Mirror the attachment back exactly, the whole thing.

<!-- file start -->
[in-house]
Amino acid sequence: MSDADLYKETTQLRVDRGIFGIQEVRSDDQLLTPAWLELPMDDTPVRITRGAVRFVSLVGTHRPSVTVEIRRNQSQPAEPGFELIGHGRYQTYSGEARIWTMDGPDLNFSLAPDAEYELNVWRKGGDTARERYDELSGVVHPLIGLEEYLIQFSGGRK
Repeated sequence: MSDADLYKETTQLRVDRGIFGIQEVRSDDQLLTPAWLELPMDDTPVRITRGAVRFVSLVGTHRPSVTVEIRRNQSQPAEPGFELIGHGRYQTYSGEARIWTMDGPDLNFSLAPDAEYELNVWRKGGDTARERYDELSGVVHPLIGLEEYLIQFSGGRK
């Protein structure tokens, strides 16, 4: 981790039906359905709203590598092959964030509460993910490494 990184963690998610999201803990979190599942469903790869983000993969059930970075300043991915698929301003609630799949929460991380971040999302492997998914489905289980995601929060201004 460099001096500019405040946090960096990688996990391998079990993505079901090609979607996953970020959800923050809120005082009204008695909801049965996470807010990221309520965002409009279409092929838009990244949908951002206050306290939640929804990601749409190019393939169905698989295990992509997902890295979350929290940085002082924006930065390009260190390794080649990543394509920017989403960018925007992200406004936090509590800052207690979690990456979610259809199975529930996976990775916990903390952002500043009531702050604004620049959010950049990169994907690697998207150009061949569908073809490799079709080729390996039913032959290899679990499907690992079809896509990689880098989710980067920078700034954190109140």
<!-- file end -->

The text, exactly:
[in-house]
Amino acid sequence: MSDADLYKETTQLRVDRGIFGIQEVRSDDQLLTPAWLELPMDDTPVRITRGAVRFVSLVGTHRPSVTVEIRRNQSQPAEPGFELIGHGRYQTYSGEARIWTMDGPDLNFSLAPDAEYELNVWRKGGDTARERYDELSGVVHPLIGLEEYLIQFSGGRK
Repeated sequence: MSDADLYKETTQLRVDRGIFGIQEVRSDDQLLTPAWLELPMDDTPVRITRGAVRFVSLVGTHRPSVTVEIRRNQSQPAEPGFELIGHGRYQTYSGEARIWTMDGPDLNFSLAPDAEYELNVWRKGGDTARERYDELSGVVHPLIGLEEYLIQFSGGRK
């Protein structure tokens, strides 16, 4: 981790039906359905709203590598092959964030509460993910490494 990184963690998610999201803990979190599942469903790869983000993969059930970075300043991915698929301003609630799949929460991380971040999302492997998914489905289980995601929060201004 460099001096500019405040946090960096990688996990391998079990993505079901090609979607996953970020959800923050809120005082009204008695909801049965996470807010990221309520965002409009279409092929838009990244949908951002206050306290939640929804990601749409190019393939169905698989295990992509997902890295979350929290940085002082924006930065390009260190390794080649990543394509920017989403960018925007992200406004936090509590800052207690979690990456979610259809199975529930996976990775916990903390952002500043009531702050604004620049959010950049990169994907690697998207150009061949569908073809490799079709080729390996039913032959290899679990499907690992079809896509990689880098989710980067920078700034954190109140």